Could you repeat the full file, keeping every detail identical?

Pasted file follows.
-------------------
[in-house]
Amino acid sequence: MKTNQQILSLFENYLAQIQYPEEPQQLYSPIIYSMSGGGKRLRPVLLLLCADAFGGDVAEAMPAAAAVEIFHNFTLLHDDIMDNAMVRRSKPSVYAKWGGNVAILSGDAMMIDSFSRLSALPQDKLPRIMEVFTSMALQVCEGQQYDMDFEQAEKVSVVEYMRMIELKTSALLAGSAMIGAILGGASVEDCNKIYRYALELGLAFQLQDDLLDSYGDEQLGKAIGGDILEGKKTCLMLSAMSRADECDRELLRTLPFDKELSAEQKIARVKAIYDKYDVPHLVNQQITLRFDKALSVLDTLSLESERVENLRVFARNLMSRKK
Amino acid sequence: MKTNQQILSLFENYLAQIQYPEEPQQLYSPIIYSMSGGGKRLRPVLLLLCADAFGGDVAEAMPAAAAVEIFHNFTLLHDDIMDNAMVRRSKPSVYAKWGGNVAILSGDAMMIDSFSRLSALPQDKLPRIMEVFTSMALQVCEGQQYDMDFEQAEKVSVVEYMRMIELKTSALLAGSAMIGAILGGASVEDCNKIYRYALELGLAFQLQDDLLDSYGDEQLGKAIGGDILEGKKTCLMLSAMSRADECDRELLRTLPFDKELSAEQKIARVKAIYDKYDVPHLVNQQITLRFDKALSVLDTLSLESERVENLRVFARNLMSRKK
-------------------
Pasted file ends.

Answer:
[in-house]
Amino acid sequence: MKTNQQILSLFENYLAQIQYPEEPQQLYSPIIYSMSGGGKRLRPVLLLLCADAFGGDVAEAMPAAAAVEIFHNFTLLHDDIMDNAMVRRSKPSVYAKWGGNVAILSGDAMMIDSFSRLSALPQDKLPRIMEVFTSMALQVCEGQQYDMDFEQAEKVSVVEYMRMIELKTSALLAGSAMIGAILGGASVEDCNKIYRYALELGLAFQLQDDLLDSYGDEQLGKAIGGDILEGKKTCLMLSAMSRADECDRELLRTLPFDKELSAEQKIARVKAIYDKYDVPHLVNQQITLRFDKALSVLDTLSLESERVENLRVFARNLMSRKK
Amino acid sequence: MKTNQQILSLFENYLAQIQYPEEPQQLYSPIIYSMSGGGKRLRPVLLLLCADAFGGDVAEAMPAAAAVEIFHNFTLLHDDIMDNAMVRRSKPSVYAKWGGNVAILSGDAMMIDSFSRLSALPQDKLPRIMEVFTSMALQVCEGQQYDMDFEQAEKVSVVEYMRMIELKTSALLAGSAMIGAILGGASVEDCNKIYRYALELGLAFQLQDDLLDSYGDEQLGKAIGGDILEGKKTCLMLSAMSRADECDRELLRTLPFDKELSAEQKIARVKAIYDKYDVPHLVNQQITLRFDKALSVLDTLSLESERVENLRVFARNLMSRKK